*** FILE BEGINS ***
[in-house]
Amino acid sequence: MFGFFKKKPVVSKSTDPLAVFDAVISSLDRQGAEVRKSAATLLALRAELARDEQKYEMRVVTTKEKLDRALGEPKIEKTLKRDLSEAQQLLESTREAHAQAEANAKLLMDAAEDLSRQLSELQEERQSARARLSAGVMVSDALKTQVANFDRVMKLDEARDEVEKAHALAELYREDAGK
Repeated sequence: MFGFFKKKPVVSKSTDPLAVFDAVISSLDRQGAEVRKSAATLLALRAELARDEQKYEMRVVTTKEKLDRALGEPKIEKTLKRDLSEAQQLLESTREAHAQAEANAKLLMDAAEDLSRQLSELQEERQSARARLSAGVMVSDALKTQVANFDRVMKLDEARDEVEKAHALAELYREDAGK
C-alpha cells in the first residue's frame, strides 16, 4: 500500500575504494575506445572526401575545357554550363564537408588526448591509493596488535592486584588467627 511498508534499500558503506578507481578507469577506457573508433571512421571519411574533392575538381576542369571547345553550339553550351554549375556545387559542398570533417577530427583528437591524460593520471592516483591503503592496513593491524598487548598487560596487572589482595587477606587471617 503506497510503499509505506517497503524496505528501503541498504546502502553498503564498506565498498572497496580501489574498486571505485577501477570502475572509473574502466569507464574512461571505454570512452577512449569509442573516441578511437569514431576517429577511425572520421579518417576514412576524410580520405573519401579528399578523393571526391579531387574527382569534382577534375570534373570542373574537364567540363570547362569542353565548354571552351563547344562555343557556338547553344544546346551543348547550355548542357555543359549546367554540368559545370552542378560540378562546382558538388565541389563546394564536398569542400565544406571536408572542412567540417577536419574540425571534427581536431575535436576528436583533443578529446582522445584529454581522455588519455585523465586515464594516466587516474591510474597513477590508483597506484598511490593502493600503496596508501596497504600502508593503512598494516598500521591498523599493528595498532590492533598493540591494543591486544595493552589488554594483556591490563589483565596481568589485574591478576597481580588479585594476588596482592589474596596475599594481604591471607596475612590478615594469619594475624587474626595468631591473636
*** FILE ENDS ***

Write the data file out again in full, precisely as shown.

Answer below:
[in-house]
Amino acid sequence: MFGFFKKKPVVSKSTDPLAVFDAVISSLDRQGAEVRKSAATLLALRAELARDEQKYEMRVVTTKEKLDRALGEPKIEKTLKRDLSEAQQLLESTREAHAQAEANAKLLMDAAEDLSRQLSELQEERQSARARLSAGVMVSDALKTQVANFDRVMKLDEARDEVEKAHALAELYREDAGK
Repeated sequence: MFGFFKKKPVVSKSTDPLAVFDAVISSLDRQGAEVRKSAATLLALRAELARDEQKYEMRVVTTKEKLDRALGEPKIEKTLKRDLSEAQQLLESTREAHAQAEANAKLLMDAAEDLSRQLSELQEERQSARARLSAGVMVSDALKTQVANFDRVMKLDEARDEVEKAHALAELYREDAGK
C-alpha cells in the first residue's frame, strides 16, 4: 500500500575504494575506445572526401575545357554550363564537408588526448591509493596488535592486584588467627 511498508534499500558503506578507481578507469577506457573508433571512421571519411574533392575538381576542369571547345553550339553550351554549375556545387559542398570533417577530427583528437591524460593520471592516483591503503592496513593491524598487548598487560596487572589482595587477606587471617 503506497510503499509505506517497503524496505528501503541498504546502502553498503564498506565498498572497496580501489574498486571505485577501477570502475572509473574502466569507464574512461571505454570512452577512449569509442573516441578511437569514431576517429577511425572520421579518417576514412576524410580520405573519401579528399578523393571526391579531387574527382569534382577534375570534373570542373574537364567540363570547362569542353565548354571552351563547344562555343557556338547553344544546346551543348547550355548542357555543359549546367554540368559545370552542378560540378562546382558538388565541389563546394564536398569542400565544406571536408572542412567540417577536419574540425571534427581536431575535436576528436583533443578529446582522445584529454581522455588519455585523465586515464594516466587516474591510474597513477590508483597506484598511490593502493600503496596508501596497504600502508593503512598494516598500521591498523599493528595498532590492533598493540591494543591486544595493552589488554594483556591490563589483565596481568589485574591478576597481580588479585594476588596482592589474596596475599594481604591471607596475612590478615594469619594475624587474626595468631591473636